If you click on the link and press the “play” button below the map, you will see how cell phones are being tracked by various towers and all that data is available through your wireless operators. Die Zeist (which means “The Time” or “Times”) is the most widely read and highly-accredited German weekly newspaper. This paper is not a news outlet from the fringes of sanity. In this paper, you can see ‘black-and-white’ how easily your center of universe (your smart phone) is allowing you to be tracked. Nothing new here, but It has a different effect when you can actually visualize it in black and white. With the Internet of Things, this would be the tip of the iceberg.

Regarding opting out, when you are using a screened device (your computer or smart device) and have no clue how to “Opt out,” how are you expected to “Opt out” through a ‘headless’ (screenless) device or sensor? The only way is to enforce privacy laws through legislation.

Due to these scenarios and (the lack of) privacy of our web, I have been keenly following FTC’s hearings and positions on IoT privacy issues. The first FTC conference on IoT was held in November 2013, a time when there was lot of talk around IoT privacy — especially after FTC’s 2012 Privacy Report — where it defined a number of categories deemed to be ‘sensitive’ data. One of the more fascinating talks at that conference was the keynote by Mr. Vint Cerf, Vice President and Chief Internet Evangelist of Google. For those of you who don’t know, Mr. Cerf was a lead engineer on the Army’s early 1970s Internet prototype, ARPANET, hence a celebrity around the web and one of the pioneers of the Internet.

During the keynote, Mr. Cerf mentioned: “Privacy is something which has emerged out of the urban boom coming from the industrial revolution. [Therefore] privacy may actually be an anomaly [and not the norm].” In fact, this is a creation of the industrial age. He basically promoted the idea that privacy rules of the Internet of Things should be as hopeless as the privacy laws for the Internet of People. I was amazed at the cavalier approach displayed with that keynote by Mr. Cerf at the FTC event, making the wrong impression on the FTC officials who were considering making policy choices.

The topic surfaced again at CES this year during a keynote by FTC Chairwoman Edith Ramirez discussing the three privacy challenges of IoT including:

  • The ubiquitous data collection of personal information, habits, location and physical condition over time
  • The unexpected uses of consumer data flowing from smart cars, smart device and smart cities
  • The heightened security risks of the Internet of Things

According to Ramirez, “In the not­-too-­distant future, many, if not most, aspects of our everyday lives will be digitally observed and stored. That data will contain a wealth of revealing information that, will present a deeply personal and startlingly complete picture of each of us when patched together.” She promoted the ideas of security by design, minimizing and anonymizing data for privacy, and increasing transparency by companies as key steps that need to be taken.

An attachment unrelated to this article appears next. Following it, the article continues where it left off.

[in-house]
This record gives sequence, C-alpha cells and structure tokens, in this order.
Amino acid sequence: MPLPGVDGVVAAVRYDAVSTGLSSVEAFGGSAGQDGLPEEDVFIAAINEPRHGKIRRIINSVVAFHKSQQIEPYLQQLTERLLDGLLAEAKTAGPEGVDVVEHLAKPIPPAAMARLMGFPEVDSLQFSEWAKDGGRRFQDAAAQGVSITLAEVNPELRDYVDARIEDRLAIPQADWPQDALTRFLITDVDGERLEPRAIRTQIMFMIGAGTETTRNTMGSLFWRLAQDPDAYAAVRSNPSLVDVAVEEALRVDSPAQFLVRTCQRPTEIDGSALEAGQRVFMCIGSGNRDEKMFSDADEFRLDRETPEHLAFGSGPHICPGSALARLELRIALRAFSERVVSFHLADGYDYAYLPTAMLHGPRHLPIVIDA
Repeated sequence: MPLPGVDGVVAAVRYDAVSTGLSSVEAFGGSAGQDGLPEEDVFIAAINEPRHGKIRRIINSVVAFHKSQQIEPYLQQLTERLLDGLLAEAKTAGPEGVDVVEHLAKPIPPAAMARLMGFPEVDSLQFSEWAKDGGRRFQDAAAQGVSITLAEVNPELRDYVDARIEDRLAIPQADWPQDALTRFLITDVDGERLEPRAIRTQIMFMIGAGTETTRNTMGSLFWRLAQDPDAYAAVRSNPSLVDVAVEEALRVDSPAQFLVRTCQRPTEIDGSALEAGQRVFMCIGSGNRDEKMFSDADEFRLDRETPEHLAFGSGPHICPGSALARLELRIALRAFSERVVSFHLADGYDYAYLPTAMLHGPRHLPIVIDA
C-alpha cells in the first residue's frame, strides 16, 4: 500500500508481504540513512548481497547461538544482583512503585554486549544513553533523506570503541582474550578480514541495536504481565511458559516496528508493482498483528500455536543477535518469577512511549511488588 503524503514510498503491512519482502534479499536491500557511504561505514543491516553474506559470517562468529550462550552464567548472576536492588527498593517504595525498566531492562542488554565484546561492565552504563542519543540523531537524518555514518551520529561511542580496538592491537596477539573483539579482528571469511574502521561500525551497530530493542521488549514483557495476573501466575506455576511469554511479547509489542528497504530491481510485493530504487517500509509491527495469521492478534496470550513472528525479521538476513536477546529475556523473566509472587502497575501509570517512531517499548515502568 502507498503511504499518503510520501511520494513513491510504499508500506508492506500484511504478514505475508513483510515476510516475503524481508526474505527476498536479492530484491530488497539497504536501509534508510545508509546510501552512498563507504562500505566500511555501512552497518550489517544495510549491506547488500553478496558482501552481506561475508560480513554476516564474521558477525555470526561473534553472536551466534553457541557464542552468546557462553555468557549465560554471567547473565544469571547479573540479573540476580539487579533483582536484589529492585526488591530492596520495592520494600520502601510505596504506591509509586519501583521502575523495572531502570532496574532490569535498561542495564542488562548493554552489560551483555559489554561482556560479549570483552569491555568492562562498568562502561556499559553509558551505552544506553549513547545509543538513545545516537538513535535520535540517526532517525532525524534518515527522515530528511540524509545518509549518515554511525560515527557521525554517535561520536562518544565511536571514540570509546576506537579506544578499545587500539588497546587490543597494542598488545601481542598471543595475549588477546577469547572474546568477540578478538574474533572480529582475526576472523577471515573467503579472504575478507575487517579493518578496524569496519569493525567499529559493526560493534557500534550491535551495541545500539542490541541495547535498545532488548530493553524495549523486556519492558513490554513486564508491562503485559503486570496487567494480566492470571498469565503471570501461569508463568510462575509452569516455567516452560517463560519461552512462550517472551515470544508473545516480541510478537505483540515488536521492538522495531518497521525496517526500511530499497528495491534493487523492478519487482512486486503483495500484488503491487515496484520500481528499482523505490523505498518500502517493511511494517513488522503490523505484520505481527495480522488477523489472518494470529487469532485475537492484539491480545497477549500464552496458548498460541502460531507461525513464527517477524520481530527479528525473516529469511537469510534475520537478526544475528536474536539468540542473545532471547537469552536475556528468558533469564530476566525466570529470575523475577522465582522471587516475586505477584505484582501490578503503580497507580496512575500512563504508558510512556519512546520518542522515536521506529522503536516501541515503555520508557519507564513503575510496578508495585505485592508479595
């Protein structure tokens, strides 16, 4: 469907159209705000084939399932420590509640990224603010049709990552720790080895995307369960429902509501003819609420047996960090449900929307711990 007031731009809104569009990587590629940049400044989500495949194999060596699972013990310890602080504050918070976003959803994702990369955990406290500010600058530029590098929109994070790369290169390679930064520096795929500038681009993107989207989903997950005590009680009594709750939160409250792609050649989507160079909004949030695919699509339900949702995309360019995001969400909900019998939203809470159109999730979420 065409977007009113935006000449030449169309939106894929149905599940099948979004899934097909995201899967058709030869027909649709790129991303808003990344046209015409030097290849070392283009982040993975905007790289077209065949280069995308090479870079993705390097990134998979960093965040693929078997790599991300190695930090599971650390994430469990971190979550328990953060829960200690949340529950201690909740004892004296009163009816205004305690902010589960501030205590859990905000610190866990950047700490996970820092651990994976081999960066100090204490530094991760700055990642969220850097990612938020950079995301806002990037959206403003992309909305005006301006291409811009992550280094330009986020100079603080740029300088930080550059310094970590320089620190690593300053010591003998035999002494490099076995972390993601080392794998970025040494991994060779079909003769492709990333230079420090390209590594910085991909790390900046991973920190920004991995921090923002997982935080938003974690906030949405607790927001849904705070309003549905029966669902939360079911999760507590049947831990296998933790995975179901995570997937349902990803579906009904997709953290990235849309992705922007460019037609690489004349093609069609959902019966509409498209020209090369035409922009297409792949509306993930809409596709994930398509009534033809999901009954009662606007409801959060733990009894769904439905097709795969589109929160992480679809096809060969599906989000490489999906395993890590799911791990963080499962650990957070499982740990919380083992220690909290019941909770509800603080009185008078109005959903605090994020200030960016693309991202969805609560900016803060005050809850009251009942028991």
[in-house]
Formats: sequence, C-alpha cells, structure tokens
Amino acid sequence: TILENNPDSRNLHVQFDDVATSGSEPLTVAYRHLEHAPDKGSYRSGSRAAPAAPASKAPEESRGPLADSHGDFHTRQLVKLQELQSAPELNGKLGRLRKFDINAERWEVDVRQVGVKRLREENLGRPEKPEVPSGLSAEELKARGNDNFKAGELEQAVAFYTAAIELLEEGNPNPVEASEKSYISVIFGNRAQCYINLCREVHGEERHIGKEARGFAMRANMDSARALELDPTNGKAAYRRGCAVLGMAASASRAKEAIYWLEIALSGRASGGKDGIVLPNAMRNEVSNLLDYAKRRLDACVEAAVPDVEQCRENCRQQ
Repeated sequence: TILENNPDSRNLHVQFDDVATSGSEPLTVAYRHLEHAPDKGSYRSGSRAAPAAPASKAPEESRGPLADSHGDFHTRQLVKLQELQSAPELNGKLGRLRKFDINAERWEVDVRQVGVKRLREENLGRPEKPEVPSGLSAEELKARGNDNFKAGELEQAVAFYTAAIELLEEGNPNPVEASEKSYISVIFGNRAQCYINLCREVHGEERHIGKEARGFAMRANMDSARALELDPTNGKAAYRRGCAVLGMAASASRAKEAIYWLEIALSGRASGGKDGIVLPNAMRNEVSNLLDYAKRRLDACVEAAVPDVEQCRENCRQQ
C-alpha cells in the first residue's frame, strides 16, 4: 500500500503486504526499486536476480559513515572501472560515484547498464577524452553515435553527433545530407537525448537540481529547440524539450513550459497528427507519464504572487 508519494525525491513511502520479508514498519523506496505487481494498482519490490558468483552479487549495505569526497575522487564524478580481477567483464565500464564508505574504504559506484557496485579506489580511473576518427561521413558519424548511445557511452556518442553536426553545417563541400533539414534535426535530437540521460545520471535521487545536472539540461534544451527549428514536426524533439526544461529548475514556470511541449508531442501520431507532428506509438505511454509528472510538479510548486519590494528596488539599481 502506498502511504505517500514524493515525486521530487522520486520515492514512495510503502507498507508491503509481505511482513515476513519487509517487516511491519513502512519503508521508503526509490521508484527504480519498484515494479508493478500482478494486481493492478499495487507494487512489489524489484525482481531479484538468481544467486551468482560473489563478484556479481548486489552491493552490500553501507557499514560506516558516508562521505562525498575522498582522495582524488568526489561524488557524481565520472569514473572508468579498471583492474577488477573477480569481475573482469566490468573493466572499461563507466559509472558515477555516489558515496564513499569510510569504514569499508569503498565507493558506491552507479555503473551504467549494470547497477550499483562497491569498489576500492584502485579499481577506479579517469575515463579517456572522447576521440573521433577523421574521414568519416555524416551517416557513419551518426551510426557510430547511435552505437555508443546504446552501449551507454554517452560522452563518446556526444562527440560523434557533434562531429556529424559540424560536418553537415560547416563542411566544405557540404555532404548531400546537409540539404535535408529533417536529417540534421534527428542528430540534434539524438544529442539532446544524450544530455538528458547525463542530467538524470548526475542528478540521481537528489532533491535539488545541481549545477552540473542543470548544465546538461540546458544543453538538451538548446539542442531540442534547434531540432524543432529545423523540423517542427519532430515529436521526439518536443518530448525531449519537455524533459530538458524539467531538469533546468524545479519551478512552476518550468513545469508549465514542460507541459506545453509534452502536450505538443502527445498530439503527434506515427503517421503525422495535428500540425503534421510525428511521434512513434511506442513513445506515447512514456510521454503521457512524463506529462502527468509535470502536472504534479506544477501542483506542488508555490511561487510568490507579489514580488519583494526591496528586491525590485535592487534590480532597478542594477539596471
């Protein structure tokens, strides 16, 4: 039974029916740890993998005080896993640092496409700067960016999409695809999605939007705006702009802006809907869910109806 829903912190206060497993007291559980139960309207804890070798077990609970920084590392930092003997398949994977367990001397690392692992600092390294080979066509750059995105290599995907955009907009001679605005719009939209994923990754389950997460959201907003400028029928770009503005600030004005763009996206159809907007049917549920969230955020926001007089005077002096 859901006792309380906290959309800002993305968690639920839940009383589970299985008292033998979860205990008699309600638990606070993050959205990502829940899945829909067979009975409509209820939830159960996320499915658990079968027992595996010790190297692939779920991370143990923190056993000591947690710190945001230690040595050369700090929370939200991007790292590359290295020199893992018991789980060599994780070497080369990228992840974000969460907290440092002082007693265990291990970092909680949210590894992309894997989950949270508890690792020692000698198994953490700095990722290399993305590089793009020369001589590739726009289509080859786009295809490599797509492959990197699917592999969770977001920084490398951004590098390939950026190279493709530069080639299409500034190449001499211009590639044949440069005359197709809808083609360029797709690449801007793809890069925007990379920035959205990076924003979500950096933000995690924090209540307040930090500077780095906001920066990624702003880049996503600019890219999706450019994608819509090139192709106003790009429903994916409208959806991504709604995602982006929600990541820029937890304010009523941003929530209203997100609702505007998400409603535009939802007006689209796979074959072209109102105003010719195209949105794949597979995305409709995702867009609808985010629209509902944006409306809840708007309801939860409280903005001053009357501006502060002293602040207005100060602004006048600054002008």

It was a brilliant speech and you can find it here. There is an array of hope for all individuals who want to accelerate the adoption of IoT technologies and the benefit these technologies can bring to society. Ramirez’s views on the privacy laws required for the IoT is a stark contrast to the laws in the book protecting the privacy of individuals in the Internet of People. For a few days I was grateful, and hopeful that the lobbyists wouldn’t bully the legislators into a meaningless version of Ramirez’s speech.

Since CES, several legislators have come out against Ramirez’s speech, stating that legislating privacy of IoT will suppress innovations. They’ve continued to argue against Ramirez’s view and stating that the report issued after that was “without examining costs or benefits… encourages companies to delete valuable data…primarily to avoid hypothetical future harms.” These legislators have also argued that the FTC hasn’t done enough economic analysis to issue industry guidelines or legislative proposals for what he called the “still-nascent Internet of Things.” I have seen this movie before, and it seems again as if the interest of a handful of very large advertising companies strong-arming the legislators will be taking precedence over promoting sound IoT privacy laws.

With the recent talk on Capitol Hill chastising Ramirez’s speech, I am now not very hopeful that the IoT privacy laws in the U.S. are going to be any better than our privacy laws for the Internet of People here. Hence I stand my ground and effectively promote the Privacy by Design principals, as the next best thing to strong privacy laws.

Interested in reading more from Kaivan Karimi? Be sure to check out his recent pieces on both Bluetooth Low Energy connectivity and net neutrality.